Background & aims: This study compared the effectiveness of the Specific Carbohydrate Diet (SCD) to the Mediterranean diet (MD) as treatment for Crohn's disease (CD) with mild to moderate symptoms.
Methods: Adult patients with CD and with mild-to-moderate symptoms were randomly assigned 1:1 to consume the MD or SCD for 12 weeks. For the first 6 weeks, participants received prepared meals and snacks according to their assigned diet. After 6 weeks, participants were instructed to follow the diet independently. The primary outcome was symptomatic remission at week 6. Key secondary outcomes at week 6 included fecal calprotectin (FC) response (FC <250 μg/g and reduction by >50% among those with baseline FC >250 μg/g) and C-reactive protein (CRP) response (high-sensitivity CRP <5 mg/L and >50% reduction from baseline among those with high-sensitivity CRP >5 mg/L).
Results: The study randomized 194 patients, and 191 were included in the efficacy analyses. The percentage of participants who achieved symptomatic remission at week 6 was not superior with the SCD (SCD, 46.5%; MD, 43.5%; P = .77). FC response was achieved in 8 of 23 participants (34.8%) with the SCD and in 4 of 13 participants (30.8%) with the MD (P = .83). CRP response was achieved in 2 of 37 participants (5.4%) with the SCD and in 1 of 28 participants (3.6%) with the MD (P = .68).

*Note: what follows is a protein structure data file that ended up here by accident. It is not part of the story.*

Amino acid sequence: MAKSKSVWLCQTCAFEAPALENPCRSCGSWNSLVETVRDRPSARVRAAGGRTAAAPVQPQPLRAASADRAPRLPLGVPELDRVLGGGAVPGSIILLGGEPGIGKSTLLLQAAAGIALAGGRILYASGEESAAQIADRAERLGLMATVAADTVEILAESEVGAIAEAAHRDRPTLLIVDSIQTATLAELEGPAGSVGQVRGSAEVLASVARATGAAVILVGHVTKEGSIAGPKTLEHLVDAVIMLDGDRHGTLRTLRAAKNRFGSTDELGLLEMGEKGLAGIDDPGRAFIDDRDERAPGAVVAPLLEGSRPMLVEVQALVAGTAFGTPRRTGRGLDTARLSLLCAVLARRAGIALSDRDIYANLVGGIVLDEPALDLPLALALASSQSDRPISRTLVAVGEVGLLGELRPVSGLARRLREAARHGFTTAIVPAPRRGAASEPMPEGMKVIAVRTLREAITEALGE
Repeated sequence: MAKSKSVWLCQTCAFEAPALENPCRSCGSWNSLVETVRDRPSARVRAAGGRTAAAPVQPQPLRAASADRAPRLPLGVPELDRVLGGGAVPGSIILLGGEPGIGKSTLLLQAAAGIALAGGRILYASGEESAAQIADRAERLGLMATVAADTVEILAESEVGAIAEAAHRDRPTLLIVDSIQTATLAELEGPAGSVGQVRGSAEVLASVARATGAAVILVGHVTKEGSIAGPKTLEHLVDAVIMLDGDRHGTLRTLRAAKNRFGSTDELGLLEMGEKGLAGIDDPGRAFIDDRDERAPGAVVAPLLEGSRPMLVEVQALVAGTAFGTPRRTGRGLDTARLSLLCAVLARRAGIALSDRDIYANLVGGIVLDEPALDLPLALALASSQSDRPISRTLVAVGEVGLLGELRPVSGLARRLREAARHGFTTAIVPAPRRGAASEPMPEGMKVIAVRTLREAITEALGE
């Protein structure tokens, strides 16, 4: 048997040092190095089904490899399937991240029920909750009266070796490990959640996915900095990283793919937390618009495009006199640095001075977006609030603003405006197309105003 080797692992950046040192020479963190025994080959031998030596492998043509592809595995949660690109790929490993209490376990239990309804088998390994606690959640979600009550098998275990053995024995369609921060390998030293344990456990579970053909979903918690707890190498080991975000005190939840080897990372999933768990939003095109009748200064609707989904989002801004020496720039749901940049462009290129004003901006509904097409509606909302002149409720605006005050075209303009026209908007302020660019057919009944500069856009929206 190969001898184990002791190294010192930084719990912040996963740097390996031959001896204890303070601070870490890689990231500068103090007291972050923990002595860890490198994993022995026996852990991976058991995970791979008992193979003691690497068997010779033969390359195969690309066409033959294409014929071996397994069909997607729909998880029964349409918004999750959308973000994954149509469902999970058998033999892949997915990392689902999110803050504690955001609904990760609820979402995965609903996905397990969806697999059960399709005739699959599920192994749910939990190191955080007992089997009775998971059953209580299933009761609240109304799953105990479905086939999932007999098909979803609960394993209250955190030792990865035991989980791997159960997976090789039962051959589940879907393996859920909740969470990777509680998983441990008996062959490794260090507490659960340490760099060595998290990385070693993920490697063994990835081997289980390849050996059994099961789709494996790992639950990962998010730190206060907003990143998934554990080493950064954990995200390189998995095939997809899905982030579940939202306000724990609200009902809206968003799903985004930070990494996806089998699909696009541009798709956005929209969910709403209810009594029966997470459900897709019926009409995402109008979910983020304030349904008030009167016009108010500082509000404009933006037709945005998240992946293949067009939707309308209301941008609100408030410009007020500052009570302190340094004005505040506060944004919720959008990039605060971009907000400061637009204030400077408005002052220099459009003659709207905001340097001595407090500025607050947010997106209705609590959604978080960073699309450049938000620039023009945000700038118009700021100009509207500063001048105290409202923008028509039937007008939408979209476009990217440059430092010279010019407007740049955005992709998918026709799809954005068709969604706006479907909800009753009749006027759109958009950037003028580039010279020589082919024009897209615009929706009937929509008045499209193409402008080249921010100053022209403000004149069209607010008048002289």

Conclusions: The SCD was not superior to the MD to achieve symptomatic remission, FC response, and CRP response. CRP response was uncommon. Given these results, the greater ease of following the MD and other health benefits associated with the MD, the MD may be preferred to the SCD for most patients with CD with mild to moderate symptoms. ClinicalTrials.gov Identifier: NCT03058679.
Keywords: Clinical Trial; Comparative Effectiveness; Mediterranean Diet; Nutrition; Randomization.
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